The Paul Hill Chorale made a handsome contribution to the Kennedy Center's celebration of Paris and the Romantic epoch with a program of Cerubini, Rossini and Berlioz in the Concert Hall yesterday afternoon.

Cherubini was included because he spent the greater part of his life in Paris and, as the director of the Paris Conservatory, taught nearly every major French musician, including Berlioz. The Chorale sang one of Cherubini's loveliest works, his Requiem Mass in C Minor, which pairs classic balance with romantic expressiveness.

The Chorale's clear, light sound was perfectly suited to the Requiem's delicate melodic writing. Under Hill's brisk direction the performance was properly restrained without losing in expressiveness. His shaping of the frequent choral climaxes, and the singers' responsiveness to dynamic shifts were exceptionally skillful.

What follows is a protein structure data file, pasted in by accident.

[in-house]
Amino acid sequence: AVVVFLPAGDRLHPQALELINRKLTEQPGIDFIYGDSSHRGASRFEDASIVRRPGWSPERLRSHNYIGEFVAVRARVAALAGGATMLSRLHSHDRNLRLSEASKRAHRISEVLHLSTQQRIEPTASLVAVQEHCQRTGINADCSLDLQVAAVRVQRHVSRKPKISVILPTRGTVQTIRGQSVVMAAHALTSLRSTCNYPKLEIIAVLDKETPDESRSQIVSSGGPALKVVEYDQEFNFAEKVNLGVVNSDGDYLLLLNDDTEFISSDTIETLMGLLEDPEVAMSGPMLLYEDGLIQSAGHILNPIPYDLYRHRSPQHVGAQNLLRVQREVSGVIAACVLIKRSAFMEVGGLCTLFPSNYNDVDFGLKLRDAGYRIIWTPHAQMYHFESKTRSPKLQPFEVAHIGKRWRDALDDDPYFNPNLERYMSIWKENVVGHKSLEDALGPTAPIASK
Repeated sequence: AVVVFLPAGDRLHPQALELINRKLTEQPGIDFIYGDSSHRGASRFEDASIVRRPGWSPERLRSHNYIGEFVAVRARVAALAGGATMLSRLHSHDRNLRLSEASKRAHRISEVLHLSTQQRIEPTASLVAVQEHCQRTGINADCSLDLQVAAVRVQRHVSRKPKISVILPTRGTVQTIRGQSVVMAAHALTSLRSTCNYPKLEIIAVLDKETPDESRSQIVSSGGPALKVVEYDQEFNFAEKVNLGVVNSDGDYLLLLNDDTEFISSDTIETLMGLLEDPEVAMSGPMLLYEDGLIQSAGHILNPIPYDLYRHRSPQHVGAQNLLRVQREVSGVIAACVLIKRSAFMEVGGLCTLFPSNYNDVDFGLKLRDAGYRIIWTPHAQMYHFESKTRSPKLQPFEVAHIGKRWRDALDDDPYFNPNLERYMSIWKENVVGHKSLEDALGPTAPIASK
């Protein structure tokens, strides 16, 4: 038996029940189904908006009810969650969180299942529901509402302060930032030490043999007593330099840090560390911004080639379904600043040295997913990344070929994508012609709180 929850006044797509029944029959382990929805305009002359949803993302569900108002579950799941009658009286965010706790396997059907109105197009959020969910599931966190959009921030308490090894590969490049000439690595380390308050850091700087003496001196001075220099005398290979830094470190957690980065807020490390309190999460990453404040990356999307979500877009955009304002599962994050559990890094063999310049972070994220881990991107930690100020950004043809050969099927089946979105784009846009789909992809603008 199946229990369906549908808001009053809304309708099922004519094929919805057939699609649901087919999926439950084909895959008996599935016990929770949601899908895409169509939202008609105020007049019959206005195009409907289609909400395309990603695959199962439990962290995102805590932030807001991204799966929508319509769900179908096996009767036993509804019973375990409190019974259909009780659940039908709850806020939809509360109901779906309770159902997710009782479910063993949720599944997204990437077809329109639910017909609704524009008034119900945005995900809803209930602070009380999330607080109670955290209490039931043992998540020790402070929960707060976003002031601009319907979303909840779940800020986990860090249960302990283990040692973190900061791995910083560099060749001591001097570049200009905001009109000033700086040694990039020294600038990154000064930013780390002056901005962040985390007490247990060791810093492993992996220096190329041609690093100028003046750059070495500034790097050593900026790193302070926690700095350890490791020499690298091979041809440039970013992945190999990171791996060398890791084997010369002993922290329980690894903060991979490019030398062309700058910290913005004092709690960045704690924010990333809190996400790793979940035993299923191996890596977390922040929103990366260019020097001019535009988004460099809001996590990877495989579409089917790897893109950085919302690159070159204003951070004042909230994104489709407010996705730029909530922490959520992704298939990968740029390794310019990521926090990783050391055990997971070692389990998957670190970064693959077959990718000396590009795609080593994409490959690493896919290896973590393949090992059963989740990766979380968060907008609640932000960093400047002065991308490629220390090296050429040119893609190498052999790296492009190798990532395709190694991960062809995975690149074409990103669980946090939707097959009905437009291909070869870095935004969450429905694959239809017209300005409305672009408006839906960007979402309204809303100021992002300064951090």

For the Berlioz portion of the program Hill chose smaller choral songs that offered lesser known aspects of the composer. Berlioz could be a propagandist as several of the songs ringing with liberty and brotherhood indicated. "A Dance of Ghosts," a delicate choral scherzo, reflecting his fascination with the bizarre, contrasted with several sacred songs of an almost chaste simplicity.

The various moods were, in general, well handed, although the songs for men's chorus needed a weightier, less refined sound. Two choruses from Rossini's opera, "William Tell," which premiered in Paris in 1829, brought the program to a spirited close.